D.C. Council wrongly exempts itself from open-meetings reform law
THE D.C. COUNCIL is finally getting around to improving the city's weak open-meetings law. A council committee approved legislation Thursday that would ensure that the public could attend meetings of government boards and commissions. One problem, though: The proposal would effectively exempt the council itself. This pretty much defeats the whole idea, and we would urge the full council to drop this dubious exception.
The Open Meetings Amendment Act of 2010 (B18-716), approved by the council's committee on government oversight, would broaden the District's notoriously outdated open-meetings law. Among its provisions are requirements that would outlaw public bodies from meeting behind closed doors under the guise of not taking "official" action. Also commendable are new requirements for public notice.
Those strengths are negated, however, by the perplexing decision to give an out to the council. Instead of having to play by the rules that are being mandated for other public bodies, the council would be able to adopt its own rules. And whereas an independent office would be set up to ensure compliance with the law, the council apparently would be answerable to no one.
Other problems with the proposal are that it gives a pass to the Advisory Neighborhood Commissions and offers individuals no course of action if they believe the law has been violated. Some advocates for open government who cheered the legislation when it was introduced by council member Muriel Bowser (D-Ward 4) - without these objectionable provisions - oppose it in its new ungainly form. Included here is the Maryland-Delaware-DC Press Association, of which The Washington Post is a member.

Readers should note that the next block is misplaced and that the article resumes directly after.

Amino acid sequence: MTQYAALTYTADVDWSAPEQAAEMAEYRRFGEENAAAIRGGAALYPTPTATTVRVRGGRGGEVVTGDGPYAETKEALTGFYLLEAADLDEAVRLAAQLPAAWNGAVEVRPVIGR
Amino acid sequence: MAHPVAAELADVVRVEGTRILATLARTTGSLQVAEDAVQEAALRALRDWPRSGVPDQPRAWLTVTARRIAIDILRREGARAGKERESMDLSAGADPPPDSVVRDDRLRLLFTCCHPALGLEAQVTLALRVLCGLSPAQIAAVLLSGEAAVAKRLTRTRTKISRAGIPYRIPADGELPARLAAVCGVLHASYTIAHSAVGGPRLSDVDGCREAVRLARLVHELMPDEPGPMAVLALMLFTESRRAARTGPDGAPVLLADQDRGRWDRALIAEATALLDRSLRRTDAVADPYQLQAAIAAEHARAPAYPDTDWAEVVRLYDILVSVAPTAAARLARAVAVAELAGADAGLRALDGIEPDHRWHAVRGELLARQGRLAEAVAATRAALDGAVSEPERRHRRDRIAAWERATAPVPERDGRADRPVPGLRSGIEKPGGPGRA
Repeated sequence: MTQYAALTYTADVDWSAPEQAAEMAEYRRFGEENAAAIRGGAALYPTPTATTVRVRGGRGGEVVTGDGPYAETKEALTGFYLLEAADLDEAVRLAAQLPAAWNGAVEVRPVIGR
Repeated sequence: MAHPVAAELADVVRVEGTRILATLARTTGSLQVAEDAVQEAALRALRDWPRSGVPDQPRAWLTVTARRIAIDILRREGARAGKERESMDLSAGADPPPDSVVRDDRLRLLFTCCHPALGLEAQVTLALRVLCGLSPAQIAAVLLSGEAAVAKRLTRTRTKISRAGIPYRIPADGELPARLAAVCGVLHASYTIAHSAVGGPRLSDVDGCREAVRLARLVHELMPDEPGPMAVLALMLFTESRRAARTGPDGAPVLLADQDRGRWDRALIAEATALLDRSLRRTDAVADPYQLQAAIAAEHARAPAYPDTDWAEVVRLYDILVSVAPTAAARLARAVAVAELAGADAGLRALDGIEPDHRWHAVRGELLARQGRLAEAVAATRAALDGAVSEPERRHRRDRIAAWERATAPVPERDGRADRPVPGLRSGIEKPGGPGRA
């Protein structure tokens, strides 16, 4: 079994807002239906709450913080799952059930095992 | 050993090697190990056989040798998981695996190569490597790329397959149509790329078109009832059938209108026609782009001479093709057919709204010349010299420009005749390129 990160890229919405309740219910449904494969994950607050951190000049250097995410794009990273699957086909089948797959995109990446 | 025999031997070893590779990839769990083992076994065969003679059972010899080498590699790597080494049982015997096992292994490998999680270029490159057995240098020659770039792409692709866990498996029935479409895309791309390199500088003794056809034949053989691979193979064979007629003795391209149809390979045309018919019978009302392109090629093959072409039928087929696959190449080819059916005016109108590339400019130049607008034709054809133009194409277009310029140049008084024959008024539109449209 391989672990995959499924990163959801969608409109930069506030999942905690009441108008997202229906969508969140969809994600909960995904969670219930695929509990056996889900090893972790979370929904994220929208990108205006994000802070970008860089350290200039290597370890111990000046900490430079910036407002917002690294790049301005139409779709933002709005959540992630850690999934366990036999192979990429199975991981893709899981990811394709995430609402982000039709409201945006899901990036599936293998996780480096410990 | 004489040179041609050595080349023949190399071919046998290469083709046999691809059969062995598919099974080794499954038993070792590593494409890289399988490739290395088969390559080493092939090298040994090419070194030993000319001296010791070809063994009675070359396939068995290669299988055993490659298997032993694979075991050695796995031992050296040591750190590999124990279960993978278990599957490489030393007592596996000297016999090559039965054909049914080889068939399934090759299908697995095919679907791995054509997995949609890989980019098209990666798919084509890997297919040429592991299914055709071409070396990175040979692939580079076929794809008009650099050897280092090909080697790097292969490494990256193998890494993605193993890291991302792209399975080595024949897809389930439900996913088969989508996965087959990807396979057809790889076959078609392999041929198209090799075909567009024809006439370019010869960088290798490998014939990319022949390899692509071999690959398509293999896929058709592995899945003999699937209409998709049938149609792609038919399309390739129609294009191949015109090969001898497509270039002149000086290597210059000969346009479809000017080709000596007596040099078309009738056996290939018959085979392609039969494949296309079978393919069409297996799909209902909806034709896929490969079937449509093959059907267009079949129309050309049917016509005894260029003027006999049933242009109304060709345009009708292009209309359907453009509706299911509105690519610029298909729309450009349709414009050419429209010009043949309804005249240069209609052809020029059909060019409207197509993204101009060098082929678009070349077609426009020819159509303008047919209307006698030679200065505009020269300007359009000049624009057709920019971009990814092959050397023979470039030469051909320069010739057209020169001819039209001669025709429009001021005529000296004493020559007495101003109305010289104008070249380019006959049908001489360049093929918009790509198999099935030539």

Council member Mary M. Cheh (D-Ward 3), the committee chair who drafted the exemptions, did not respond to our inquiries about her rationale. Ms. Cheh has been a champion of open government, so it's curious - and disappointing - that she doesn't recognize how this measure would undermine those efforts. One has to look only as far as Montgomery or Fairfax counties to see lawmakers able to do the public's business in public, with reasonable exceptions for personnel matters or competitive economic development ventures. As the D.C. Open Government Coalition reported, some 30 states also have open-meeting laws that require compliance by state legislatures.
This council, under the leadership of D.C. Council Chairman Vincent C. Gray, has acted with far more transparency than previous bodies. Once-private breakfast meetings were opened to the media; once-secret budget workshops were televised. There is no guarantee, though, that future councils won't regress. That's why open government needs to be enshrined in law - without exception.